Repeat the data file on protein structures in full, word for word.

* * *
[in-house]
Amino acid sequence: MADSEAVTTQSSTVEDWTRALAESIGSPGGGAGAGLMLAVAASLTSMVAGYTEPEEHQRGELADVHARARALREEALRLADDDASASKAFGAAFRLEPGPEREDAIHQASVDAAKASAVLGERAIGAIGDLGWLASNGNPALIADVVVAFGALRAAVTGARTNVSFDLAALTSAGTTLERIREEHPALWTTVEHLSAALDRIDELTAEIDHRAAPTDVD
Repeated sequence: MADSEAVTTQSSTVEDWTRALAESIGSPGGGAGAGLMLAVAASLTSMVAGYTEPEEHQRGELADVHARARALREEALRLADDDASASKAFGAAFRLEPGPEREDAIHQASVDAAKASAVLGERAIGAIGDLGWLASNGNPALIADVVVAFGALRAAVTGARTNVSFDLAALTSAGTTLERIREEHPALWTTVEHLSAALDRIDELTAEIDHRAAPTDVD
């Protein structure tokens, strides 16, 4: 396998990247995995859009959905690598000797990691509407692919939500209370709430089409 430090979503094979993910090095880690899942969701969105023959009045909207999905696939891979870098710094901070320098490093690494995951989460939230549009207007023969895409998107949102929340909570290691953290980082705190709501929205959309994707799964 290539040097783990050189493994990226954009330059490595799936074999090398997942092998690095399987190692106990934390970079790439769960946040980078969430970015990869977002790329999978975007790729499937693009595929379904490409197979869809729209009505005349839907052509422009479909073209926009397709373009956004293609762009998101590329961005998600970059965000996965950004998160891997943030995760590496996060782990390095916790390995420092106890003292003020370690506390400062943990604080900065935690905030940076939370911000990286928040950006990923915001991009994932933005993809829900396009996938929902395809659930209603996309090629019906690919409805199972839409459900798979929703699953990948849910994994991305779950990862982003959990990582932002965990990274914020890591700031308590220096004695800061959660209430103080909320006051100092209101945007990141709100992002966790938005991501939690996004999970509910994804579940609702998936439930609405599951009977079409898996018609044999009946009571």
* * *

[in-house]
Amino acid sequence: MADSEAVTTQSSTVEDWTRALAESIGSPGGGAGAGLMLAVAASLTSMVAGYTEPEEHQRGELADVHARARALREEALRLADDDASASKAFGAAFRLEPGPEREDAIHQASVDAAKASAVLGERAIGAIGDLGWLASNGNPALIADVVVAFGALRAAVTGARTNVSFDLAALTSAGTTLERIREEHPALWTTVEHLSAALDRIDELTAEIDHRAAPTDVD
Repeated sequence: MADSEAVTTQSSTVEDWTRALAESIGSPGGGAGAGLMLAVAASLTSMVAGYTEPEEHQRGELADVHARARALREEALRLADDDASASKAFGAAFRLEPGPEREDAIHQASVDAAKASAVLGERAIGAIGDLGWLASNGNPALIADVVVAFGALRAAVTGARTNVSFDLAALTSAGTTLERIREEHPALWTTVEHLSAALDRIDELTAEIDHRAAPTDVD
């Protein structure tokens, strides 16, 4: 396998990247995995859009959905690598000797990691509407692919939500209370709430089409 430090979503094979993910090095880690899942969701969105023959009045909207999905696939891979870098710094901070320098490093690494995951989460939230549009207007023969895409998107949102929340909570290691953290980082705190709501929205959309994707799964 290539040097783990050189493994990226954009330059490595799936074999090398997942092998690095399987190692106990934390970079790439769960946040980078969430970015990869977002790329999978975007790729499937693009595929379904490409197979869809729209009505005349839907052509422009479909073209926009397709373009956004293609762009998101590329961005998600970059965000996965950004998160891997943030995760590496996060782990390095916790390995420092106890003292003020370690506390400062943990604080900065935690905030940076939370911000990286928040950006990923915001991009994932933005993809829900396009996938929902395809659930209603996309090629019906690919409805199972839409459900798979929703699953990948849910994994991305779950990862982003959990990582932002965990990274914020890591700031308590220096004695800061959660209430103080909320006051100092209101945007990141709100992002966790938005991501939690996004999970509910994804579940609702998936439930609405599951009977079409898996018609044999009946009571």